Councilors entertain Bunick offer

The offer might have seemed too good to be true, but the city is moving toward a purchase and sale agreement on the West End Building, for exactly what it paid for the property in 2006.

The City Council will open the idea of a purchase and sale agreement with local businessman Nick Bunick to public hearing during Tuesday’s meeting.

After a previous offer on the 14-acre property fell through in March, Bunick proposed purchasing it and an additional 1.3-acre parcel for $20 million — in cash.

Bunick suggested that not only will the city break even, it will end up saving money in the long run and will not have to relocate any of the facilities currently housed at 4101 Kruse Way.

The offer came across as ambitious and, to some, unclear, due to its multifaceted nature: Bunick has said he intends to use about 30,000 square feet of the 80,000-square-foot building as administrative offices for a child abuse resource organization; as offices for a program to both combat hunger and provide education to children in Southeast Asia; and as the headquarters of a newly founded research group called the Kruseway Cancer Treatment Corporation.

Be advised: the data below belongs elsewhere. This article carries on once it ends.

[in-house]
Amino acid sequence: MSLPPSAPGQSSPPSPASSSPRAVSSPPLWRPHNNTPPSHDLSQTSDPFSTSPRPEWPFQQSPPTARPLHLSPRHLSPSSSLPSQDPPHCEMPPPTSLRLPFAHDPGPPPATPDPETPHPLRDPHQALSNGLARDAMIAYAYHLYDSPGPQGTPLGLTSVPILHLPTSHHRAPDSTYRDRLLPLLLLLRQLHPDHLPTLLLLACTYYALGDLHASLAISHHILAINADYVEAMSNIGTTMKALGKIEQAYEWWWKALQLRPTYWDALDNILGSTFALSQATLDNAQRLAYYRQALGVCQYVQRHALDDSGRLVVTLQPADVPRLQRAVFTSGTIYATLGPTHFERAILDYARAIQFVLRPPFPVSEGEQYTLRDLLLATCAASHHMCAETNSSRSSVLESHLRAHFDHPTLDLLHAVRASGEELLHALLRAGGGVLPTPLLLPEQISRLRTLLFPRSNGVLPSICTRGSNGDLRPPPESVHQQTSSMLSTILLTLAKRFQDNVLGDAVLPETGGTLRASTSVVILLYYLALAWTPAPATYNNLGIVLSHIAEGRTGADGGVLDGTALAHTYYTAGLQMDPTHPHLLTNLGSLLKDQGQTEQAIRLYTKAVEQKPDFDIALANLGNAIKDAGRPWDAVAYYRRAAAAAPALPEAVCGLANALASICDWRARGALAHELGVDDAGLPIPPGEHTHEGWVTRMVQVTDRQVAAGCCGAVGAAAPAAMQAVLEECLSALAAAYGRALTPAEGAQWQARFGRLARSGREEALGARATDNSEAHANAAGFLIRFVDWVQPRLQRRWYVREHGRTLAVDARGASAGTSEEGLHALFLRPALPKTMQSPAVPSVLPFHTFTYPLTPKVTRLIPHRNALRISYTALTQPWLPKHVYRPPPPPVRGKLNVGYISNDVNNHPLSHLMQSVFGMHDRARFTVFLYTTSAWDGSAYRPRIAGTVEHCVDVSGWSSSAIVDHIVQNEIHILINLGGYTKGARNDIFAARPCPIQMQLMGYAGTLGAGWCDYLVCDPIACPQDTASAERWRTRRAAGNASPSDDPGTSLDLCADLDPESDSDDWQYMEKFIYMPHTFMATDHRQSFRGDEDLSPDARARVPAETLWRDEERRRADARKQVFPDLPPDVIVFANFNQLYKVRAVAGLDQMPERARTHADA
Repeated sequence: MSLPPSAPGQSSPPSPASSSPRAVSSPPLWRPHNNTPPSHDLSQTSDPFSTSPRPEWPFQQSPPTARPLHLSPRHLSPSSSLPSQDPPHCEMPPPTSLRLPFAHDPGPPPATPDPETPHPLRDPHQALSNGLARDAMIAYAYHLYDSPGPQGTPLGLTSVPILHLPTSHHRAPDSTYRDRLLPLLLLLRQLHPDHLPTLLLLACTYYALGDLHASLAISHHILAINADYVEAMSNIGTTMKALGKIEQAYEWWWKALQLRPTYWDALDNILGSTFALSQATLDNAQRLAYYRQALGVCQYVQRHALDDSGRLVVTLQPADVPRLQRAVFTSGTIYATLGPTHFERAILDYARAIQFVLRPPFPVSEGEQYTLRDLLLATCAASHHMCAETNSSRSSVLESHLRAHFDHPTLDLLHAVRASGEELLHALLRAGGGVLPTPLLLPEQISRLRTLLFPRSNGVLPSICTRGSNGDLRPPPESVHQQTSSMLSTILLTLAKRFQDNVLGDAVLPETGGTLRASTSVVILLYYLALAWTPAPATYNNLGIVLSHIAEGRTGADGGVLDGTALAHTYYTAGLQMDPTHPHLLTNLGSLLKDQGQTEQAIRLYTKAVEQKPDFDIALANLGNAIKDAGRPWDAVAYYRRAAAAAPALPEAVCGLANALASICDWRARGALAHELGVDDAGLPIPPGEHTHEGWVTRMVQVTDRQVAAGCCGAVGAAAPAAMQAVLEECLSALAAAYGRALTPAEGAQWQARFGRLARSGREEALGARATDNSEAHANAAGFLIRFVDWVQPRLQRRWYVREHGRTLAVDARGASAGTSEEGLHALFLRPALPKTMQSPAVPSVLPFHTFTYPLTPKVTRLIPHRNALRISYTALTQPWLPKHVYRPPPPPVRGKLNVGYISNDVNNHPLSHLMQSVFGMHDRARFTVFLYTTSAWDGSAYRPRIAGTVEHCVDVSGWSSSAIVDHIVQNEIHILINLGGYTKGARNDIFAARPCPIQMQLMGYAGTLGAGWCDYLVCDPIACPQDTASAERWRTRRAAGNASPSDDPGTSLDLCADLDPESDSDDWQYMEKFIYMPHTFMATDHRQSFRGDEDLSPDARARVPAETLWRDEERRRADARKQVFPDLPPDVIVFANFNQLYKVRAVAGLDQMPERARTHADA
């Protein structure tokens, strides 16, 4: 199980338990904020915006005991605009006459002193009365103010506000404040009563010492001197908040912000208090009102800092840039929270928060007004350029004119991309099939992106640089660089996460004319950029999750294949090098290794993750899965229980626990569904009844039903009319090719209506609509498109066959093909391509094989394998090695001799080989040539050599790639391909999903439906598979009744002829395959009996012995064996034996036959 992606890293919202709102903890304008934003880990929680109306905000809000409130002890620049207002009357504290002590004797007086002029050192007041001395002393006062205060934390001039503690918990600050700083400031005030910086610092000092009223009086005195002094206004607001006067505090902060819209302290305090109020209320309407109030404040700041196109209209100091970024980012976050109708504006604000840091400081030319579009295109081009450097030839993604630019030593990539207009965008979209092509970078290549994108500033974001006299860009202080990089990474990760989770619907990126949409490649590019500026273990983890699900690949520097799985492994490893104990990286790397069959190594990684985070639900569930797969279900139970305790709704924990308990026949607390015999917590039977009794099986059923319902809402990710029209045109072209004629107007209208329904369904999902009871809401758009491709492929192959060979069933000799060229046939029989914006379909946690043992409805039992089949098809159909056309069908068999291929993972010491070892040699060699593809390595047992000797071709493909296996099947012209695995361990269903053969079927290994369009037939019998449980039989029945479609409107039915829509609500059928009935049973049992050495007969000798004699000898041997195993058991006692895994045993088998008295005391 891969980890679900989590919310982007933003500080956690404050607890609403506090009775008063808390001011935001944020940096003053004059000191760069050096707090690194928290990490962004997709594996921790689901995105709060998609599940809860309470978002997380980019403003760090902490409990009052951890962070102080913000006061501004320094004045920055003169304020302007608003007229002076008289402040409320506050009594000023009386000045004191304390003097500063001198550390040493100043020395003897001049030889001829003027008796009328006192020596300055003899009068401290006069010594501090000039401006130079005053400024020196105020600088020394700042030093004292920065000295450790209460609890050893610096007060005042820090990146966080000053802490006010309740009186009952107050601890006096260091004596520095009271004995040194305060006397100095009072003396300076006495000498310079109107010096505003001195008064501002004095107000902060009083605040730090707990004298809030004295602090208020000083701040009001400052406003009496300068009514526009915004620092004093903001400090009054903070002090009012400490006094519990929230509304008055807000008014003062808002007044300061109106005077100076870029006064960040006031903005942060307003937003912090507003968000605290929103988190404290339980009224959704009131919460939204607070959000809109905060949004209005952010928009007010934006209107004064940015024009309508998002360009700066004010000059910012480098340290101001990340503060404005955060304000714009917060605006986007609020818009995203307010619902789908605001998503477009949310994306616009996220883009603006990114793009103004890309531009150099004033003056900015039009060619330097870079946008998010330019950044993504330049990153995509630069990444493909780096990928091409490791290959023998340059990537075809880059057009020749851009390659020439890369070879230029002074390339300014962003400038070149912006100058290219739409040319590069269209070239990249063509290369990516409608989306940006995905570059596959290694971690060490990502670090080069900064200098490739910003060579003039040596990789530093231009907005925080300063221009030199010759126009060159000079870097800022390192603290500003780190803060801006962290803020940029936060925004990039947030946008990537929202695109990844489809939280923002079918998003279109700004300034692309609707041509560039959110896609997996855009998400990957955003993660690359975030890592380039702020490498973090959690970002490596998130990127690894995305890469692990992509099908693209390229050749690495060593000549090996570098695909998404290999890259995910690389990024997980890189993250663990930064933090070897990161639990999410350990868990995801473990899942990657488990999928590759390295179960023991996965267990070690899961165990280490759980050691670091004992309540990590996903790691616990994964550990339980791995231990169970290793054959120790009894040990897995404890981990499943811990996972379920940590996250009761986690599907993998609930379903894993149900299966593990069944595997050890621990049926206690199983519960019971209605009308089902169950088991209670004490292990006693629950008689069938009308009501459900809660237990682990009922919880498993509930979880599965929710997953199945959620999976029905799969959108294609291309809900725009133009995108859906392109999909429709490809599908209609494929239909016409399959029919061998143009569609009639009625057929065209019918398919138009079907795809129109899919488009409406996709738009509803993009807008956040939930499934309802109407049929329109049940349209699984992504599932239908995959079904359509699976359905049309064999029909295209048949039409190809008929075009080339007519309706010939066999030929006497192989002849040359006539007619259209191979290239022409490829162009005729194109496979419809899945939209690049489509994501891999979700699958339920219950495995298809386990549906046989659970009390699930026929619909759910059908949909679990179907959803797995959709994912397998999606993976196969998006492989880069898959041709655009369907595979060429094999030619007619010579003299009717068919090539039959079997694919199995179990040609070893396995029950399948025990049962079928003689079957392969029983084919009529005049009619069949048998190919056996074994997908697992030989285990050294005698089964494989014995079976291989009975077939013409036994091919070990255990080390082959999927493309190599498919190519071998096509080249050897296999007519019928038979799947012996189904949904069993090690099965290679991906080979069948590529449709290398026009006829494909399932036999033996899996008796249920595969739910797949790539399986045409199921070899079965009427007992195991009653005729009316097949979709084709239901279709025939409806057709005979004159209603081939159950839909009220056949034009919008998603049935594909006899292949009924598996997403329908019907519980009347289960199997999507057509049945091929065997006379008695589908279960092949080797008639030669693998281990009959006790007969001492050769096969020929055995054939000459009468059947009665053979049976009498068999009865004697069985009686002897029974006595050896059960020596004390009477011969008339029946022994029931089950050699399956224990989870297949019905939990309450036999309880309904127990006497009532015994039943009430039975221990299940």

The prolific developer and spiritual author has proven his mettle with local construction projects, and the move toward a purchase and sale agreement would allow the city to finally unload a property that costs it about $1.5 million annually in loan payments and operation expenses.

Bunick plans to tour the facilities on Friday with Michael Nobel, who he has invited to serve as director of the Kruseway Cancer Treatment Corporation.

"I plan to bring Michael to Lake Oswego City Hall in the afternoon of the 30th, introduce him to our mayor, city manager and (development director) Brant Williams, then give Dr. Nobel a tour of the West End Building," Bunick said.

Nobel, a member of the namesake prize family, serves on several charitable and medical boards.

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